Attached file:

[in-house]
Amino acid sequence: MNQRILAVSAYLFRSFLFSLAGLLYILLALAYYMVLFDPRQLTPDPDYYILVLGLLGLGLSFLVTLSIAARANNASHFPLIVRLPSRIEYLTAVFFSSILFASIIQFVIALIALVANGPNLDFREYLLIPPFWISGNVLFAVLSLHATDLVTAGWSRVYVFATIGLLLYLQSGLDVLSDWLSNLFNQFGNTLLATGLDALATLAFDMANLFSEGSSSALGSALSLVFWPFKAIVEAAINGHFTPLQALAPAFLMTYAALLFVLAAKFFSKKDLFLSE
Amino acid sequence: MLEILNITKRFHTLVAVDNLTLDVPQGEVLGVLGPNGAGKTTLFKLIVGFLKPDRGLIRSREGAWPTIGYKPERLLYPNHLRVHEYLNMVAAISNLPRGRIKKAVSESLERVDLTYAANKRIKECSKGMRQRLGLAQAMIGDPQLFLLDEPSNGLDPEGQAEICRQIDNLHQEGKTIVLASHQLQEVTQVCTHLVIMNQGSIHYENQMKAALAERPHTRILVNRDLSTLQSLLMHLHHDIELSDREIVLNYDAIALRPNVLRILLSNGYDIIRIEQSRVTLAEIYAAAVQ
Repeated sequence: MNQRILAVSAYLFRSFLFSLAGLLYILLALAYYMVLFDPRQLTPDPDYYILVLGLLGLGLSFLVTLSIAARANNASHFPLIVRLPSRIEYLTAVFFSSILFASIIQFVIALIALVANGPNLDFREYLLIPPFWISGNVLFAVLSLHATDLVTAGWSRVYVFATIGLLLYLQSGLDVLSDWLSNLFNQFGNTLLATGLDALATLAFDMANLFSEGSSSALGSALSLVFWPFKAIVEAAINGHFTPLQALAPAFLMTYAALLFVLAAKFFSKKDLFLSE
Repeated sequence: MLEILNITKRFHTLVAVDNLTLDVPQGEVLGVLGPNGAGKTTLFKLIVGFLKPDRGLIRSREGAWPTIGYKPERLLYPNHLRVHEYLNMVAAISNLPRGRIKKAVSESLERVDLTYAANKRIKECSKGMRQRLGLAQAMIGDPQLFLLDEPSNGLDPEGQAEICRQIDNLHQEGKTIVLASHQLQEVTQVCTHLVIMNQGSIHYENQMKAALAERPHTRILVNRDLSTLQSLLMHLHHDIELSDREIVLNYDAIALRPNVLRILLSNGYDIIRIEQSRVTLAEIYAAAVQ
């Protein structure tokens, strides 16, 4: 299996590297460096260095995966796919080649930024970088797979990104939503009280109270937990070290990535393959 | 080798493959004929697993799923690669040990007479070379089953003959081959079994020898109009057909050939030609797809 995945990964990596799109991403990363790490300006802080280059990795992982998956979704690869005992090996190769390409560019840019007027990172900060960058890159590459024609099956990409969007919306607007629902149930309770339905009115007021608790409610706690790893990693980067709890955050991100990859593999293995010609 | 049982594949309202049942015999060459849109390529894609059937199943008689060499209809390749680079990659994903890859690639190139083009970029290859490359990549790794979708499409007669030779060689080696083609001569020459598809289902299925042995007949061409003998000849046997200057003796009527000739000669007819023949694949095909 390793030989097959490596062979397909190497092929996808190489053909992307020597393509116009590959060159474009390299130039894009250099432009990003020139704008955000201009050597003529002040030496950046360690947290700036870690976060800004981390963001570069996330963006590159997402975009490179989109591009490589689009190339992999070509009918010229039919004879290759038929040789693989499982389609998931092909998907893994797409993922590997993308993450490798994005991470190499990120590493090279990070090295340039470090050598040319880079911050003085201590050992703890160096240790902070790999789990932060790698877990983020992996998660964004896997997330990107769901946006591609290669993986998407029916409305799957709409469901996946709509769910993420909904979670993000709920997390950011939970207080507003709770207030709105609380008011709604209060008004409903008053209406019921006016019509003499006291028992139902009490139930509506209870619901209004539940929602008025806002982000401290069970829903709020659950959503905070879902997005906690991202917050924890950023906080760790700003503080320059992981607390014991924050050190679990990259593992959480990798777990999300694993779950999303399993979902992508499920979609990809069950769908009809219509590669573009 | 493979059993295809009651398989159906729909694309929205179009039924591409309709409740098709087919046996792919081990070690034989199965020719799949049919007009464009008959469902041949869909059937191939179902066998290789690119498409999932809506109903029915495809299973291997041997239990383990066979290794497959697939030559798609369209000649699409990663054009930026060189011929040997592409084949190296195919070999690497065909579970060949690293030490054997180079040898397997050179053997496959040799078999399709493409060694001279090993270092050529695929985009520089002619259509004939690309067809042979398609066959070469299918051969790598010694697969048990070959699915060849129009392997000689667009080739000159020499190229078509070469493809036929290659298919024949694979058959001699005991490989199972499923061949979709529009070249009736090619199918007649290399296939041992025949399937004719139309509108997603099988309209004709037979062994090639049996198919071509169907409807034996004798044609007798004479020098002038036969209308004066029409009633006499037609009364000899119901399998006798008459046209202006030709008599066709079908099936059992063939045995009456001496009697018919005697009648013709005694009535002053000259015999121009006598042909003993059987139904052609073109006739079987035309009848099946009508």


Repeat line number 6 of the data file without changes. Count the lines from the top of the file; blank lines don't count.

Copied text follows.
């Protein structure tokens, strides 16, 4: 299996590297460096260095995966796919080649930024970088797979990104939503009280109270937990070290990535393959 | 080798493959004929697993799923690669040990007479070379089953003959081959079994020898109009057909050939030609797809 995945990964990596799109991403990363790490300006802080280059990795992982998956979704690869005992090996190769390409560019840019007027990172900060960058890159590459024609099956990409969007919306607007629902149930309770339905009115007021608790409610706690790893990693980067709890955050991100990859593999293995010609 | 049982594949309202049942015999060459849109390529894609059937199943008689060499209809390749680079990659994903890859690639190139083009970029290859490359990549790794979708499409007669030779060689080696083609001569020459598809289902299925042995007949061409003998000849046997200057003796009527000739000669007819023949694949095909 390793030989097959490596062979397909190497092929996808190489053909992307020597393509116009590959060159474009390299130039894009250099432009990003020139704008955000201009050597003529002040030496950046360690947290700036870690976060800004981390963001570069996330963006590159997402975009490179989109591009490589689009190339992999070509009918010229039919004879290759038929040789693989499982389609998931092909998907893994797409993922590997993308993450490798994005991470190499990120590493090279990070090295340039470090050598040319880079911050003085201590050992703890160096240790902070790999789990932060790698877990983020992996998660964004896997997330990107769901946006591609290669993986998407029916409305799957709409469901996946709509769910993420909904979670993000709920997390950011939970207080507003709770207030709105609380008011709604209060008004409903008053209406019921006016019509003499006291028992139902009490139930509506209870619901209004539940929602008025806002982000401290069970829903709020659950959503905070879902997005906690991202917050924890950023906080760790700003503080320059992981607390014991924050050190679990990259593992959480990798777990999300694993779950999303399993979902992508499920979609990809069950769908009809219509590669573009 | 493979059993295809009651398989159906729909694309929205179009039924591409309709409740098709087919046996792919081990070690034989199965020719799949049919007009464009008959469902041949869909059937191939179902066998290789690119498409999932809506109903029915495809299973291997041997239990383990066979290794497959697939030559798609369209000649699409990663054009930026060189011929040997592409084949190296195919070999690497065909579970060949690293030490054997180079040898397997050179053997496959040799078999399709493409060694001279090993270092050529695929985009520089002619259509004939690309067809042979398609066959070469299918051969790598010694697969048990070959699915060849129009392997000689667009080739000159020499190229078509070469493809036929290659298919024949694979058959001699005991490989199972499923061949979709529009070249009736090619199918007649290399296939041992025949399937004719139309509108997603099988309209004709037979062994090639049996198919071509169907409807034996004798044609007798004479020098002038036969209308004066029409009633006499037609009364000899119901399998006798008459046209202006030709008599066709079908099936059992063939045995009456001496009697018919005697009648013709005694009535002053000259015999121009006598042909003993059987139904052609073109006739079987035309009848099946009508």